The food dehydrator has been going all week. Josh has been drying pears between my pepper drying. The pears, sliced thin, dry to a nice leathery, pear-ish flavor that is sweet and make a good snack.

I'm drying peppers as fast as I can. I split them open and in some varieties, remove the seed clusters. My fingers still have that deep pepper burn from yesterday's pepper splitting process. They dry faster that way, rather than just putting the peppers in whole. It takes 2-3 days to dry them to the crisp/dry stage, when I bag them up. Then when I have a few gallon bags of peppers dried, I'll mix all 12 varieties together and grind them up in the food processor. I like the blend of flavors, from mildly hot to pure heat, and that will become pepper seasoning for winter foods. From scrambled eggs to Chinese dishes, peppers are an important component to my cooking.

Many of you may recall I take photos of unusual, silly, strange or funny signs when I travel, so here's my sign of the day. It makes you wonder, do they also rent ethics, too? Maybe sincerity?

Happy Gardening!


Season Out of Sync

Blackberries in November....larkspurs blooming...fennel blossoms being feasted upon by insects, the months have gotten reversed. October was one of the coldest and wettest Octobers on record in the Ozarks. November, thus far, at least, is what September and October should have been. With highs in the 70s, sunny and mild, and as yet, no frost, we're getting the beautiful fall weather we wished for last month.

Yesterday I took this photo of a ripe blackberry. There had been more, but friends had eaten them, not even noticing that blackberries are generally over and done 2 months ago. I was glad they found them to eat while visiting! These are especially productive blackberries, hybrid thornless varieties from the University of Arkansas. They've introduced Arapaho, Navaho, Ouichita and several other thornless varieties in the past few years and the vines are enormously productive. But in all the years I've grown thornless blackberries, I've never had them produce berries in November.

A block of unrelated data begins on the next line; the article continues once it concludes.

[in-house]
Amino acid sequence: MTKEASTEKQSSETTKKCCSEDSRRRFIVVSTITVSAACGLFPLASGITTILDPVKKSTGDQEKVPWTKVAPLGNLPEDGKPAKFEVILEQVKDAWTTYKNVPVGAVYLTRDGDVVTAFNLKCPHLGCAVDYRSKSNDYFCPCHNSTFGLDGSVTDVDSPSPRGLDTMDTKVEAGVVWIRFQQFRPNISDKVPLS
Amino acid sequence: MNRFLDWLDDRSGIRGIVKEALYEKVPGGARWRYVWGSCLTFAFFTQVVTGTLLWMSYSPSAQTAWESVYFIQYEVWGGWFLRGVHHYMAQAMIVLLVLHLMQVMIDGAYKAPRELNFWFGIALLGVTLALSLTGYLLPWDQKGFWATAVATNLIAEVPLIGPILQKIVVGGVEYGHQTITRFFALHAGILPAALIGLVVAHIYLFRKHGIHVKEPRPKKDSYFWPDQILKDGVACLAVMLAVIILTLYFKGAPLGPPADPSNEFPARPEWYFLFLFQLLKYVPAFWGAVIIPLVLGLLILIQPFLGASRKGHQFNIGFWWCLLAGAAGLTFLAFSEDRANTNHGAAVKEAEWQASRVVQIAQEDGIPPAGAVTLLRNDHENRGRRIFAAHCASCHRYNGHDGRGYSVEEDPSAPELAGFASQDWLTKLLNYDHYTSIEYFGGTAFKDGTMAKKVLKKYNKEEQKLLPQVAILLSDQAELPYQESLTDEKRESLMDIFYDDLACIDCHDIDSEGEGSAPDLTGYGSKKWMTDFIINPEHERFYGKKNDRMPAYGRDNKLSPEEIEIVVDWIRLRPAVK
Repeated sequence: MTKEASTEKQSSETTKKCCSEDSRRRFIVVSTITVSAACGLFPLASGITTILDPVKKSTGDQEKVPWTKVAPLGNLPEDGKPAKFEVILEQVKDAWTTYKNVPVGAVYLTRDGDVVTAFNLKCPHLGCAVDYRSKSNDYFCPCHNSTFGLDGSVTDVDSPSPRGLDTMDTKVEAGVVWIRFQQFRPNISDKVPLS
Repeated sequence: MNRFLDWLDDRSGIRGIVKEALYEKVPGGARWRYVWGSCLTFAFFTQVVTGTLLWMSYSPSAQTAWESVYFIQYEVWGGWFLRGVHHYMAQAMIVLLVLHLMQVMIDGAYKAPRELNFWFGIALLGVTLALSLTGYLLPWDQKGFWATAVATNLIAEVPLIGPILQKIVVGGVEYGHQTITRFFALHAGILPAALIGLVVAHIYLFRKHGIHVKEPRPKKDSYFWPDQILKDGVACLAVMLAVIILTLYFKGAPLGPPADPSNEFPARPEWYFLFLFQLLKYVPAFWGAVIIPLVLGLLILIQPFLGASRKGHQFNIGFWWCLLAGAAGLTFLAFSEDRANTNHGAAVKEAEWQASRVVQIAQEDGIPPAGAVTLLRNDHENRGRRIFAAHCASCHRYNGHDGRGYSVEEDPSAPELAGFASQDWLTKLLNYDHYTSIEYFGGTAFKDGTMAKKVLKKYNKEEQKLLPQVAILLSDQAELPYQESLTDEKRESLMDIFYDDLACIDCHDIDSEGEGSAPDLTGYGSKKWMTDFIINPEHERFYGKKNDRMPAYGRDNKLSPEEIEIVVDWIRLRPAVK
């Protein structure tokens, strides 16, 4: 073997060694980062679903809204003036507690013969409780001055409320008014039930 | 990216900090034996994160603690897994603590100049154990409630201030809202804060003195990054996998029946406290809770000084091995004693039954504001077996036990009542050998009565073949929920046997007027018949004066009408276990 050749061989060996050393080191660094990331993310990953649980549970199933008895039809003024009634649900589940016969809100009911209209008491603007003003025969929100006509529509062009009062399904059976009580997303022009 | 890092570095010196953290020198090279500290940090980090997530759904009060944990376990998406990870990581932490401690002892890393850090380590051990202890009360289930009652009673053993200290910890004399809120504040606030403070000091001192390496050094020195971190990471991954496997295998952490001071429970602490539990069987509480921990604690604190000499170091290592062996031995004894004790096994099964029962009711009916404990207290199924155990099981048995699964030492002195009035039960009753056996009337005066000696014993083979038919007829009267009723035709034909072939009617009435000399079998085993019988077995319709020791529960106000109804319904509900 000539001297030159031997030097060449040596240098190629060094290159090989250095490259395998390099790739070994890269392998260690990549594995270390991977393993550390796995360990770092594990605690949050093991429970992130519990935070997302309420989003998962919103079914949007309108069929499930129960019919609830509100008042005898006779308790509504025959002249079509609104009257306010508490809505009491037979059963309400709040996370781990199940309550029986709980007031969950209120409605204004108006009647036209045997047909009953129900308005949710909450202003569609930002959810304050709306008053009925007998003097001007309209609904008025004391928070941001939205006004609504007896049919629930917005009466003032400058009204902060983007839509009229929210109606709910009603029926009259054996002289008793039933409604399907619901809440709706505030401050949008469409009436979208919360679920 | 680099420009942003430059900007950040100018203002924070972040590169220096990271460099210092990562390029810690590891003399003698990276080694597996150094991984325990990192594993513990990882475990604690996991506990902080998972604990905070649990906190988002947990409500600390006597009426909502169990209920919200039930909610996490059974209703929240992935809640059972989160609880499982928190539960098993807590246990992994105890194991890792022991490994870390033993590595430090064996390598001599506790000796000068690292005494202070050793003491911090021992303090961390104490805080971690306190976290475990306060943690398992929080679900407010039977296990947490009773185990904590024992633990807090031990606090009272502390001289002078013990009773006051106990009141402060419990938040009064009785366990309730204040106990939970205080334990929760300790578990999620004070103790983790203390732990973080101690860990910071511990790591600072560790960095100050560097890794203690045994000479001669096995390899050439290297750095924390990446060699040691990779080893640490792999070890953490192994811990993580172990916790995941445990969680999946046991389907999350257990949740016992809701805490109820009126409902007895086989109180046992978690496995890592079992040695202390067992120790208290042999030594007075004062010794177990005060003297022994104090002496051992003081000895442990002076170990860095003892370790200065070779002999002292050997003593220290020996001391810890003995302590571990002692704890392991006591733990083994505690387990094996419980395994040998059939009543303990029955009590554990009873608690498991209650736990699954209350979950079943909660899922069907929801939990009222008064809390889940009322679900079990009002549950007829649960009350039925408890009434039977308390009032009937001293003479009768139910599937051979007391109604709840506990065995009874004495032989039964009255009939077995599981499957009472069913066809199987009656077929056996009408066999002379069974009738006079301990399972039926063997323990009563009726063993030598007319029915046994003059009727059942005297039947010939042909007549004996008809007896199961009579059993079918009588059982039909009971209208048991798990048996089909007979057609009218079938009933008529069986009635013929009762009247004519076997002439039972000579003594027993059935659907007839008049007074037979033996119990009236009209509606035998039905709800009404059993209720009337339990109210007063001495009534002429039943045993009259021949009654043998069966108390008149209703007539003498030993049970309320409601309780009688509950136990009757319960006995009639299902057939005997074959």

The continuously chilly weather the past 2 months, with the constant, daily rains, has convinced plants like the larkspurs that are in bloom in the garden, red raspberries and blackberries, that spring must be here.

I noticed my bronze fennel plants are still blooming, also a bit out of season. Most of the leaves of the mature plants have dropped, but the stalks have blossom umbrels, and the pesky cucumber beetles are enjoying the nectar. And the assassin bug, shown here on the fennel flower, is enjoying eating the cucumber beetles. Assassin bugs are beneficial predators that feed on garden pests and they are welcome to all the cucumber beetles they can find.

People often tell me they can't tell the difference between fennel and dill. Akos, our first intern, many years ago from Hungary, worked with us in the garden for nine months and said to me one day that he didn't know the difference between the two plants. I had him smell and taste both and then he could better tell between them. I told him he could not leave Long Creek Herb Farm, not knowing the difference between those two plants because I would be ashamed to have failed him as a teacher. As you can see in the photo of the leaves, they do look similar. The one on the left is fennel, and is slightly lighter in color, while the dill, on the right, has more of a blue tint. And no, it's not true that you have to keep them separated because of the possibility of them crossing. They are two distinct plants, it's not possible for them to cross pollinate, any more than it is for a rose bush and an apple tree.